e city, and we could do nothing
all with a lot of swamp land
)wn here in the back woods.'
So Mrs. Pytehley had taken the
>n's share of the old man's be
iests and gone back to her-city
)me, over Hobart's grocery ; and
>ung Dr. Dedlihg,' who had con
leritly dalculated' on at least $500
buy surgical instiuments to fit
) an office in the village adjoining
$500 as the dowry of his-bride
ect--broke his engagement in:a
que that'Judith should have so
liberately flung her fortune
'A set of sharpers!' cried he,
'Stop, Dr. Dedling!' said Judith,
loring up. 'You forget that
)u are speaking of my sister and
'But they had no business to im
>se on you thus !' exclaimed the
'I agreed to the plan without
Dr. Dedling shrugged his shoul
'In that,' said be, sharply, 'you
Lowed your Jack of sense! If
)u had no good regard for your
lf, you might have had s->me for
'Was it for my money you want
me ?' demanded Judith, stung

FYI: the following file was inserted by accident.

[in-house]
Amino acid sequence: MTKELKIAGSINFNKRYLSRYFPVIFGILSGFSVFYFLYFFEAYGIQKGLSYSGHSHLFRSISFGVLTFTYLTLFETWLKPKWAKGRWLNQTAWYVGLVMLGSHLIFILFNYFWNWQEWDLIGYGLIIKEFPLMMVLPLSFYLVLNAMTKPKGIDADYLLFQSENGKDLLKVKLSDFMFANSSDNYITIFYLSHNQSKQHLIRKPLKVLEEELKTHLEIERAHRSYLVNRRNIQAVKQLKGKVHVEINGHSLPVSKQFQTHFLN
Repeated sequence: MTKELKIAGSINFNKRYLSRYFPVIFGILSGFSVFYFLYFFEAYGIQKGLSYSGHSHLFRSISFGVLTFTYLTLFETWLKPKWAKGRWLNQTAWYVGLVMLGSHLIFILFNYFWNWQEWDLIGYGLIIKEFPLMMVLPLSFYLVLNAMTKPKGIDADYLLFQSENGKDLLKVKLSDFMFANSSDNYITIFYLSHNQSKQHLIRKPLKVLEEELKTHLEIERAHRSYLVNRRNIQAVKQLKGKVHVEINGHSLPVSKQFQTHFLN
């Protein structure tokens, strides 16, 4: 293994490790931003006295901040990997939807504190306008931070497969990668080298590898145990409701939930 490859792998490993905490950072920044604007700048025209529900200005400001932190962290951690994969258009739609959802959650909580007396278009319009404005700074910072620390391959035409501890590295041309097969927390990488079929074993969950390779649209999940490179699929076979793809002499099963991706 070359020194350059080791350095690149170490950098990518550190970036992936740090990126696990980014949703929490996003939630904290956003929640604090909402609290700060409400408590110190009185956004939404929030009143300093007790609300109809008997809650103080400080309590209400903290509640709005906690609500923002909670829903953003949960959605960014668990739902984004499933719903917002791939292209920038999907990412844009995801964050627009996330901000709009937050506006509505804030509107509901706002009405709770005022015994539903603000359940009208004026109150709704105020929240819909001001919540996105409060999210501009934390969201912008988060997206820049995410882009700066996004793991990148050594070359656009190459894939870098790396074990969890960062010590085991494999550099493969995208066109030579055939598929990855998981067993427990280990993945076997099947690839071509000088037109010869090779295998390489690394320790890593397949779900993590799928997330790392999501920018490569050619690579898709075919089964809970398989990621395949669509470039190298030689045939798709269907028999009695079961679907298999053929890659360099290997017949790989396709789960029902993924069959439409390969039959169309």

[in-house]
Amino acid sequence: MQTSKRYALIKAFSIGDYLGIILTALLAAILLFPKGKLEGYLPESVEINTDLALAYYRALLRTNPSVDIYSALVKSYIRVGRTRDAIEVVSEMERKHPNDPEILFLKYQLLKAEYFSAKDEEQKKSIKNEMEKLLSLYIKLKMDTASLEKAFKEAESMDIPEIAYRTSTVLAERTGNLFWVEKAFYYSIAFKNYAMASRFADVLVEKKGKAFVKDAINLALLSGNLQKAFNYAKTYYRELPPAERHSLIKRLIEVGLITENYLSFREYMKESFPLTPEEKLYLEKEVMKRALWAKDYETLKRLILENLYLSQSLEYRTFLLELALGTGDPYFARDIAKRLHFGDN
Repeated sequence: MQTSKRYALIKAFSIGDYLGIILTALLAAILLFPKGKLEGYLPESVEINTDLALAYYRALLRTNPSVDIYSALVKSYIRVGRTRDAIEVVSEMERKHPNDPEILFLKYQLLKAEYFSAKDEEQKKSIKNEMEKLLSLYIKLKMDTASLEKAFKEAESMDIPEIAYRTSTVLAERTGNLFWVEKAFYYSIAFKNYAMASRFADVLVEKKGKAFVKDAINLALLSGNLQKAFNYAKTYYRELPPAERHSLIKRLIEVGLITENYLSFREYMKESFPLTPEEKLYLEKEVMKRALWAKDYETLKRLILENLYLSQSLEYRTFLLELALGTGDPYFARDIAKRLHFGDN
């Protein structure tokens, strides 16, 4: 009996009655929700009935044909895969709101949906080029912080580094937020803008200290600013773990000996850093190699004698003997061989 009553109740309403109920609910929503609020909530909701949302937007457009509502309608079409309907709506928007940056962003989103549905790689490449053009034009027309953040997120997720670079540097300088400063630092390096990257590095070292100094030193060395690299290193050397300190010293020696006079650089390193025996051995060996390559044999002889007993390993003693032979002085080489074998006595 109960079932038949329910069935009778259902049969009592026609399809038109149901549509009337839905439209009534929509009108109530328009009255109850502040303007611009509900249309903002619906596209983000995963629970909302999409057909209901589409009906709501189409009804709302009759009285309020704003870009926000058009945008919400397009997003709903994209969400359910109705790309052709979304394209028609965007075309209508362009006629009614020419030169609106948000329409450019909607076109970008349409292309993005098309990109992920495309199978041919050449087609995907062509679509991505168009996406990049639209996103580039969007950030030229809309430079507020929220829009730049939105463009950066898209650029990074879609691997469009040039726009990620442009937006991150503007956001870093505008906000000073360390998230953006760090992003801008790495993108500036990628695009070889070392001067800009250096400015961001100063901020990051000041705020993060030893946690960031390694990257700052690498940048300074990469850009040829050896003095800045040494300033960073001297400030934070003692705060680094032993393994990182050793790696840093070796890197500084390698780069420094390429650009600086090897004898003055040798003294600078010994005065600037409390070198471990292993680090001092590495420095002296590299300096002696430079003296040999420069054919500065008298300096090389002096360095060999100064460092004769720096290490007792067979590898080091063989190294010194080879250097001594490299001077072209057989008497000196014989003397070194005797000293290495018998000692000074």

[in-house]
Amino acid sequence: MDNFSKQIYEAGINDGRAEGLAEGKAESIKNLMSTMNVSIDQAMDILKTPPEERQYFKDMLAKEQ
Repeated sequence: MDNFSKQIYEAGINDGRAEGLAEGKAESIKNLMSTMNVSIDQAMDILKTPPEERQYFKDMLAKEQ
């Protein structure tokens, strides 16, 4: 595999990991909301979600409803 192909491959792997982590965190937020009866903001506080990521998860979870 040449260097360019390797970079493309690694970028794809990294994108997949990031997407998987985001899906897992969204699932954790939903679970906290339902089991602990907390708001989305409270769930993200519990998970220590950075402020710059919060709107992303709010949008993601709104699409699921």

Dr. Dedling colored and hesita
'A man must take monetary
atters into consideration,' he
And so it came about that the
gagement was canceled, and Ju
th .Grey was sitting teere al~one
wintry twilight, silently, with
asped bands and head dropped
pon her. breast..
Dr. IDedling plodded home to
e village, anid as he passed the
~iliant windows of the little hos
dry he paused, remembering the
ter cold of the winter air, the
osty. influence of the breeze.
'I may as well go in atnd.warmn
yself,' thought he.
Mine host meot himn with a
'Walk in, doctor ? walk in !
'Not thati room,' as Ddling me.
2anically laid his hand upon the
>or-nob of the apartn-ent he usu
ly entered. 'The Railway Comn
ltte is'a sitting there. This
ay if you please!'
'The Railway Committee!' echo
Dedling. 'What Railway Comn
ittee ? You don't mean that
ey're actually taking any steps
bout the old idea of a railway
tween here and Glassville ?'
les, I do,' said the landlord.
t's a committee of rich capitalists,
are building factories close to
ie Falls; and they mean to put
p a row of tenement houses all
ong; and would lay down a line
rails ; and don't say I mention
I it, doctor, because I only
uight a snatch here and there,
hen I was carrying in the plates,
id sitting on the fruit, and nut;s,
rid wine-but it's to go right